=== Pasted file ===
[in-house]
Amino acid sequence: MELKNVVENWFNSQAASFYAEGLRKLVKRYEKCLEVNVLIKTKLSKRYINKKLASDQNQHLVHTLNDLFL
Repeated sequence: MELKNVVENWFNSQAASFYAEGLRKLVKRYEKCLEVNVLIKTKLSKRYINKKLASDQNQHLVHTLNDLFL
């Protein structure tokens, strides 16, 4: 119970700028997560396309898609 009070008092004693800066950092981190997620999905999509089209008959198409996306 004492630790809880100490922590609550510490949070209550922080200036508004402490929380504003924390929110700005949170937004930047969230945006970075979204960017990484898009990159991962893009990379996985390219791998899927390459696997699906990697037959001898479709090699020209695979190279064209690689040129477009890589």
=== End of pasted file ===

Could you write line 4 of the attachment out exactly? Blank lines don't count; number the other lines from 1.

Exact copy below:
């Protein structure tokens, strides 16, 4: 119970700028997560396309898609 009070008092004693800066950092981190997620999905999509089209008959198409996306 004492630790809880100490922590609550510490949070209550922080200036508004402490929380504003924390929110700005949170937004930047969230945006970075979204960017990484898009990159991962893009990379996985390219791998899927390459696997699906990697037959001898479709090699020209695979190279064209690689040129477009890589």